Sarah Hutcherson: Could Your Meetings Benefit from Drawing Your Breath? – Palette
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Sarah Hutcherson: Could Your Meetings Benefit from Drawing Your Breath?

By Sarah Hutcherson

Think back to your last few meetings. If you could describe them in a couple of words, what would they be? Were you present? Were your rushing, multi-tasking, grounded, or ready for it to be over? How did you feel? Easeful, intentional, or overwhelmed?

How did your pre-meeting state of mind affect the meeting’s agenda and flow? Did you take a moment after the meeting to reflect on what was discovered and unearthed? 

Unfortunately, it seems that poorly run meetings that bleed into other parts of the day are the norm. According to a 2019 McKinsey survey, 61 percent of leaders said making decisions during meetings was ineffective. Not to mention, that people reported inefficient meetings (and the amount of them) as their number one productivity disruptor in Microsoft’s Work Trend Index

I believe how meetings are being scheduled and run could use some space to breathe. Specifically, before the meeting to intentionally breathe, draw your breath, and get grounded to align your meetings with your vision for your work and your impact. 

If you are already noticing your mind manufacturing some buts and worries about making space before a meeting to breathe, as well as feeling your breath move into your chest, how very human of you. You got this. 

As your brain comes up with excuses, probably eloquent and brilliant, but still excuses rooted in your humanness, be kind and notice.

“I don’t have time for that.” 

“I can barely squeeze in a meeting in the first place.” 

“I have to focus on my revenue goals.”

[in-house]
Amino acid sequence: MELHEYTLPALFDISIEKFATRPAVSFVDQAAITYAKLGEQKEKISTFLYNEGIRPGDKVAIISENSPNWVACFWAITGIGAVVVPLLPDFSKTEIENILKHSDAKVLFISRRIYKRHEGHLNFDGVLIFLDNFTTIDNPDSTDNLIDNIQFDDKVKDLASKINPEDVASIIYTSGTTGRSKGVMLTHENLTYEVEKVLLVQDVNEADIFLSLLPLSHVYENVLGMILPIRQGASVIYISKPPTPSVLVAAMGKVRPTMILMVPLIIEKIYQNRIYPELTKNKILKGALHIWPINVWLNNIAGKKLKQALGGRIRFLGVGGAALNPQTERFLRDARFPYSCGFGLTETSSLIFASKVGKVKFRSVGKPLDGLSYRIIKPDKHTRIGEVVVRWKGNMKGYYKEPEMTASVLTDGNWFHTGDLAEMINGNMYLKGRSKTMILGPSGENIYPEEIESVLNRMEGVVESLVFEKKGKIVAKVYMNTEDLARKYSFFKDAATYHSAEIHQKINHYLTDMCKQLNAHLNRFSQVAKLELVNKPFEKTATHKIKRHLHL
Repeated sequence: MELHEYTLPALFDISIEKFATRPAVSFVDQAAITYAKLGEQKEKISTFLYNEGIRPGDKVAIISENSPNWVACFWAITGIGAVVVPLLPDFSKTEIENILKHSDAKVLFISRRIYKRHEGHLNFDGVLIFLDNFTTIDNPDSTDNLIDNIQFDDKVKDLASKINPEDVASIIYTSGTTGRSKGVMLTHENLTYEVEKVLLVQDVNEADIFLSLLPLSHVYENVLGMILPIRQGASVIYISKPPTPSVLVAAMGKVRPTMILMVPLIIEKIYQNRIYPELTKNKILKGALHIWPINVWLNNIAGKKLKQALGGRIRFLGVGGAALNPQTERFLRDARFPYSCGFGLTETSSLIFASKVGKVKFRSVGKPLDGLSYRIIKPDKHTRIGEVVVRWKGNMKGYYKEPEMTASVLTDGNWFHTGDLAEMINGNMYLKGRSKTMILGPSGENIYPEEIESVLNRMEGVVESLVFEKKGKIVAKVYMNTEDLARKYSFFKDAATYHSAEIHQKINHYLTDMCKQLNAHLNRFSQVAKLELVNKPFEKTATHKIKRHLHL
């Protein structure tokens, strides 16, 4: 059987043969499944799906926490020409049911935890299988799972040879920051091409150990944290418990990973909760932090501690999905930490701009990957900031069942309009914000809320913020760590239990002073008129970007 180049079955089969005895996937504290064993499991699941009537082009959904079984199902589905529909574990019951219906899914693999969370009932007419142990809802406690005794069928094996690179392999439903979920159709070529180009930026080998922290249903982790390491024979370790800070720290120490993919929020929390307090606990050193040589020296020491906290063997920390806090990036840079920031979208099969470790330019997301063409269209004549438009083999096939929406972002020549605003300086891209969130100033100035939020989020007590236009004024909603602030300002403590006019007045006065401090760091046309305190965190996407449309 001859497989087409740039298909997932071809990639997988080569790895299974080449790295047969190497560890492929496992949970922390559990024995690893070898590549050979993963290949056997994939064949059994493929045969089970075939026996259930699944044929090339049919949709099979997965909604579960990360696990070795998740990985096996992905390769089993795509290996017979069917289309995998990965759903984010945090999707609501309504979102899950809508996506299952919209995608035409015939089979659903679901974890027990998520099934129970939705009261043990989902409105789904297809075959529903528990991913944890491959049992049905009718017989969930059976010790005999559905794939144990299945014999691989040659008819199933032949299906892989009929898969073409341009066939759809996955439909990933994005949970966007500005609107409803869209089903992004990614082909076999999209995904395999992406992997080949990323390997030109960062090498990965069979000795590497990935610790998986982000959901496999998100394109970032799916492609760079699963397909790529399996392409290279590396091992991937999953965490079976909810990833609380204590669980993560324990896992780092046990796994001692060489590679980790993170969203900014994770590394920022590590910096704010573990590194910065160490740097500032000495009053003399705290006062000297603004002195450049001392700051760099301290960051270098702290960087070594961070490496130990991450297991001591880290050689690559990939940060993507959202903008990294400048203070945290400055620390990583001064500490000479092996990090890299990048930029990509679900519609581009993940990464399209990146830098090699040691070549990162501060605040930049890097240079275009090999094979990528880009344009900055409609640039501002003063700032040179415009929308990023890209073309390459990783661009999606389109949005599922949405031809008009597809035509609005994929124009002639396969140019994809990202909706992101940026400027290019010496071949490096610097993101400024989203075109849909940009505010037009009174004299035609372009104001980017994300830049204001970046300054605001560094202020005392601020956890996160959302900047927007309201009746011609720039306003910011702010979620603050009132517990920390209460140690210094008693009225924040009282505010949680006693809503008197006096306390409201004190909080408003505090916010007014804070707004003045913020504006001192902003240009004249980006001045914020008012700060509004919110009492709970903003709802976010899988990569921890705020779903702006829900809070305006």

Take a breath in and take a breath out. 

While there is some truth to these excuses, they are probably perpetuating some of the obstacles you are trying to reimagine through your meetings. I am speaking from experience. Because I was taught that doing more = more output, if I am not aware, I host meetings back to back without clarity about how they are setting the business up for success. You can’t reinvent and create a new world when your meetings are the same old, same old. 

When you do decide to bring awareness to your breath’s ebbs-and-flows before a meeting, not only your brain but your second brain, your peripheral nervous system, gives you information for what is working and isn’t working. 

Letting go of control and bringing awareness to your breath before your meeting
Breath awareness – when you bring your attention to your automatic process of taking air in and breathing it out without changing it – is great when you are feeling scattered and want to focus. More and more studies are suggesting that simply bringing attention and not changing your breath can improve attention and short-term memory, superpowers for more efficient meetings.

One 2018 study in Nature had a group of participants practice breath awareness meditation with a non-judgmental attitude and the other group practice progressive muscle relaxation while monitoring their ability to connect dots (attention exercise) for about 13 minutes 3 to 4 times per week for a month. The group practicing breath awareness significantly improved their scores on the dot-connecting task, while the progressive muscle relaxation group did not. This is exciting because it suggests breath awareness can improve neural efficiency, leading to less distractibility and more focus.